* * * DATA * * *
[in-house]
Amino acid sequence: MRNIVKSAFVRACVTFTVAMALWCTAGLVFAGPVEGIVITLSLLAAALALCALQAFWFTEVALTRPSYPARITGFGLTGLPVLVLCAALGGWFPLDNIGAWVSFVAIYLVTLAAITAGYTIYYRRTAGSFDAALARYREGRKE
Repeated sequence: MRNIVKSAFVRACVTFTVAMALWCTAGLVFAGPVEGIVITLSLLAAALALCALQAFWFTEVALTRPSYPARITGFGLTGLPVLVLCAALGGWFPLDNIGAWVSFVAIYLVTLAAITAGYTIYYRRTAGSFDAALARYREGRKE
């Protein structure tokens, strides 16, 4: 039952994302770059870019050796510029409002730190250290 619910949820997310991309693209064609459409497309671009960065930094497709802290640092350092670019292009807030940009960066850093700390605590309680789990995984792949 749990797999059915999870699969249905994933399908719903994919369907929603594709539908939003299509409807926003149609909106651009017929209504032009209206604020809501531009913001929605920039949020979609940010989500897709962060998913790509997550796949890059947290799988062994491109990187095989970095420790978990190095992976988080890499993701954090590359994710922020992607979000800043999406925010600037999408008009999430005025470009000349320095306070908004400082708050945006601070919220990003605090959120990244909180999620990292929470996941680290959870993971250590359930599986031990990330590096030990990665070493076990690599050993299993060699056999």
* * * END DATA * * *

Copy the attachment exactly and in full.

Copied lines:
[in-house]
Amino acid sequence: MRNIVKSAFVRACVTFTVAMALWCTAGLVFAGPVEGIVITLSLLAAALALCALQAFWFTEVALTRPSYPARITGFGLTGLPVLVLCAALGGWFPLDNIGAWVSFVAIYLVTLAAITAGYTIYYRRTAGSFDAALARYREGRKE
Repeated sequence: MRNIVKSAFVRACVTFTVAMALWCTAGLVFAGPVEGIVITLSLLAAALALCALQAFWFTEVALTRPSYPARITGFGLTGLPVLVLCAALGGWFPLDNIGAWVSFVAIYLVTLAAITAGYTIYYRRTAGSFDAALARYREGRKE
């Protein structure tokens, strides 16, 4: 039952994302770059870019050796510029409002730190250290 619910949820997310991309693209064609459409497309671009960065930094497709802290640092350092670019292009807030940009960066850093700390605590309680789990995984792949 749990797999059915999870699969249905994933399908719903994919369907929603594709539908939003299509409807926003149609909106651009017929209504032009209206604020809501531009913001929605920039949020979609940010989500897709962060998913790509997550796949890059947290799988062994491109990187095989970095420790978990190095992976988080890499993701954090590359994710922020992607979000800043999406925010600037999408008009999430005025470009000349320095306070908004400082708050945006601070919220990003605090959120990244909180999620990292929470996941680290959870993971250590359930599986031990990330590096030990990665070493076990690599050993299993060699056999």